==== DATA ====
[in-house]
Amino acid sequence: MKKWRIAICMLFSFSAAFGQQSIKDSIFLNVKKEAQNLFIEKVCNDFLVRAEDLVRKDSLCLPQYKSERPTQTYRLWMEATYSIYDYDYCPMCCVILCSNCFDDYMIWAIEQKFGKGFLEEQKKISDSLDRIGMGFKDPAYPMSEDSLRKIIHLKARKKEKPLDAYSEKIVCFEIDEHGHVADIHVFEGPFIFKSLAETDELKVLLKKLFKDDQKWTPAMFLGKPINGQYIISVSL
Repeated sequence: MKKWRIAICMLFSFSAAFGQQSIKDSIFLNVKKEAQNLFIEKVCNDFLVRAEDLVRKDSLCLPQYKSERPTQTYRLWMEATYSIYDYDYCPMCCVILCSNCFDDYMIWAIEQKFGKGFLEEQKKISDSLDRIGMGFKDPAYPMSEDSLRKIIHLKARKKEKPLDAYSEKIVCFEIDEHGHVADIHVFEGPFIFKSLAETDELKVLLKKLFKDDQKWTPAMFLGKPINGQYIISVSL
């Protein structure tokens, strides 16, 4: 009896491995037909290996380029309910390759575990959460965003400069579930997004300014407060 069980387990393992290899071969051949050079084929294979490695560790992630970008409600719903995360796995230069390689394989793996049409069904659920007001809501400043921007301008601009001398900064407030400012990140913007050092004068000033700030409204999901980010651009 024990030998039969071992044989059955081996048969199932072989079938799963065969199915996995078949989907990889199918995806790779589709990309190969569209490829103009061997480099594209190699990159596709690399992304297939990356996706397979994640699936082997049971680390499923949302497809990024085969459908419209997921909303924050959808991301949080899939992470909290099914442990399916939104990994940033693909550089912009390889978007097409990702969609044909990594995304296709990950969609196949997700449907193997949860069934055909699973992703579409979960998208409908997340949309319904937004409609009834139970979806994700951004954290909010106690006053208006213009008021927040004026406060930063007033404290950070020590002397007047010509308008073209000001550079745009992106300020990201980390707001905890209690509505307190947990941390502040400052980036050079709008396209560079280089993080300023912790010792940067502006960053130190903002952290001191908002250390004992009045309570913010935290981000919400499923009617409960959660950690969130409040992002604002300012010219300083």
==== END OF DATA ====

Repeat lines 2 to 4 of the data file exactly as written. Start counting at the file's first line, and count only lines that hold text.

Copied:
Amino acid sequence: MKKWRIAICMLFSFSAAFGQQSIKDSIFLNVKKEAQNLFIEKVCNDFLVRAEDLVRKDSLCLPQYKSERPTQTYRLWMEATYSIYDYDYCPMCCVILCSNCFDDYMIWAIEQKFGKGFLEEQKKISDSLDRIGMGFKDPAYPMSEDSLRKIIHLKARKKEKPLDAYSEKIVCFEIDEHGHVADIHVFEGPFIFKSLAETDELKVLLKKLFKDDQKWTPAMFLGKPINGQYIISVSL
Repeated sequence: MKKWRIAICMLFSFSAAFGQQSIKDSIFLNVKKEAQNLFIEKVCNDFLVRAEDLVRKDSLCLPQYKSERPTQTYRLWMEATYSIYDYDYCPMCCVILCSNCFDDYMIWAIEQKFGKGFLEEQKKISDSLDRIGMGFKDPAYPMSEDSLRKIIHLKARKKEKPLDAYSEKIVCFEIDEHGHVADIHVFEGPFIFKSLAETDELKVLLKKLFKDDQKWTPAMFLGKPINGQYIISVSL
């Protein structure tokens, strides 16, 4: 009896491995037909290996380029309910390759575990959460965003400069579930997004300014407060 069980387990393992290899071969051949050079084929294979490695560790992630970008409600719903995360796995230069390689394989793996049409069904659920007001809501400043921007301008601009001398900064407030400012990140913007050092004068000033700030409204999901980010651009 024990030998039969071992044989059955081996048969199932072989079938799963065969199915996995078949989907990889199918995806790779589709990309190969569209490829103009061997480099594209190699990159596709690399992304297939990356996706397979994640699936082997049971680390499923949302497809990024085969459908419209997921909303924050959808991301949080899939992470909290099914442990399916939104990994940033693909550089912009390889978007097409990702969609044909990594995304296709990950969609196949997700449907193997949860069934055909699973992703579409979960998208409908997340949309319904937004409609009834139970979806994700951004954290909010106690006053208006213009008021927040004026406060930063007033404290950070020590002397007047010509308008073209000001550079745009992106300020990201980390707001905890209690509505307190947990941390502040400052980036050079709008396209560079280089993080300023912790010792940067502006960053130190903002952290001191908002250390004992009045309570913010935290981000919400499923009617409960959660950690969130409040992002604002300012010219300083």